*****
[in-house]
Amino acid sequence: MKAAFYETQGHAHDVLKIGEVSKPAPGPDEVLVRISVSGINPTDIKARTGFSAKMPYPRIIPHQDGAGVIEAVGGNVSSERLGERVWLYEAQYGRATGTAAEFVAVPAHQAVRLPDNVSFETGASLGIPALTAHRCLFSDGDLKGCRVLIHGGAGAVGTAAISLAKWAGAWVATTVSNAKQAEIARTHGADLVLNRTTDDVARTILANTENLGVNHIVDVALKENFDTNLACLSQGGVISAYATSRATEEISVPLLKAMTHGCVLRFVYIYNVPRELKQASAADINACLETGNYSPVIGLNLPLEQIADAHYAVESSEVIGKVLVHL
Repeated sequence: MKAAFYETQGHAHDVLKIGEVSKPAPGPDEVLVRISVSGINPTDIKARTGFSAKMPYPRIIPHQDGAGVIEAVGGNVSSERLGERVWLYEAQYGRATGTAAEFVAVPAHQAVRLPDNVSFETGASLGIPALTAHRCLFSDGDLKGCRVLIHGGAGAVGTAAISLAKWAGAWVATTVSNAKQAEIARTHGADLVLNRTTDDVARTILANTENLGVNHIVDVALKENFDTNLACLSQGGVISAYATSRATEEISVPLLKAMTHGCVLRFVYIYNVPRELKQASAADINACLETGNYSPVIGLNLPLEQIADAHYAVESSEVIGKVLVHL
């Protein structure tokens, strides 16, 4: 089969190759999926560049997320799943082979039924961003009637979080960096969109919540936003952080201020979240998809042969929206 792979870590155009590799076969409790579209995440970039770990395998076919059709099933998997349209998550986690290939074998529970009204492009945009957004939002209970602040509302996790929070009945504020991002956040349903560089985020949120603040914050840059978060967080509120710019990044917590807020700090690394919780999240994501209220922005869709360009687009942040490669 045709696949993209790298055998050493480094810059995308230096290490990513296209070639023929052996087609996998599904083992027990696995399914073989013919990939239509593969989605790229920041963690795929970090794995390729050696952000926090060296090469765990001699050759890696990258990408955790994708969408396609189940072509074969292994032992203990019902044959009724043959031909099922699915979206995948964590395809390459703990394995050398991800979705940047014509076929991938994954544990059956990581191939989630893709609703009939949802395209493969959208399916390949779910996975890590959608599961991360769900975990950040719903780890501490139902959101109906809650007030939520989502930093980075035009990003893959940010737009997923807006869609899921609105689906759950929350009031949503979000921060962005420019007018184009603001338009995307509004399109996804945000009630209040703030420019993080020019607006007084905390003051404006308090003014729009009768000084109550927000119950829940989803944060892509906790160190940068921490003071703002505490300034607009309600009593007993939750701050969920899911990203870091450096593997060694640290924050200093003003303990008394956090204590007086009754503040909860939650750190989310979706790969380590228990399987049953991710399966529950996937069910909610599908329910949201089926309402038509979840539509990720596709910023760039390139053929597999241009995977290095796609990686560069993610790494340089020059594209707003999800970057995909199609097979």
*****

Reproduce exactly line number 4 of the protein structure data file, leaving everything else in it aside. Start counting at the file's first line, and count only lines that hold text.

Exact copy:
């Protein structure tokens, strides 16, 4: 089969190759999926560049997320799943082979039924961003009637979080960096969109919540936003952080201020979240998809042969929206 792979870590155009590799076969409790579209995440970039770990395998076919059709099933998997349209998550986690290939074998529970009204492009945009957004939002209970602040509302996790929070009945504020991002956040349903560089985020949120603040914050840059978060967080509120710019990044917590807020700090690394919780999240994501209220922005869709360009687009942040490669 045709696949993209790298055998050493480094810059995308230096290490990513296209070639023929052996087609996998599904083992027990696995399914073989013919990939239509593969989605790229920041963690795929970090794995390729050696952000926090060296090469765990001699050759890696990258990408955790994708969408396609189940072509074969292994032992203990019902044959009724043959031909099922699915979206995948964590395809390459703990394995050398991800979705940047014509076929991938994954544990059956990581191939989630893709609703009939949802395209493969959208399916390949779910996975890590959608599961991360769900975990950040719903780890501490139902959101109906809650007030939520989502930093980075035009990003893959940010737009997923807006869609899921609105689906759950929350009031949503979000921060962005420019007018184009603001338009995307509004399109996804945000009630209040703030420019993080020019607006007084905390003051404006308090003014729009009768000084109550927000119950829940989803944060892509906790160190940068921490003071703002505490300034607009309600009593007993939750701050969920899911990203870091450096593997060694640290924050200093003003303990008394956090204590007086009754503040909860939650750190989310979706790969380590228990399987049953991710399966529950996937069910909610599908329910949201089926309402038509979840539509990720596709910023760039390139053929597999241009995977290095796609990686560069993610790494340089020059594209707003999800970057995909199609097979």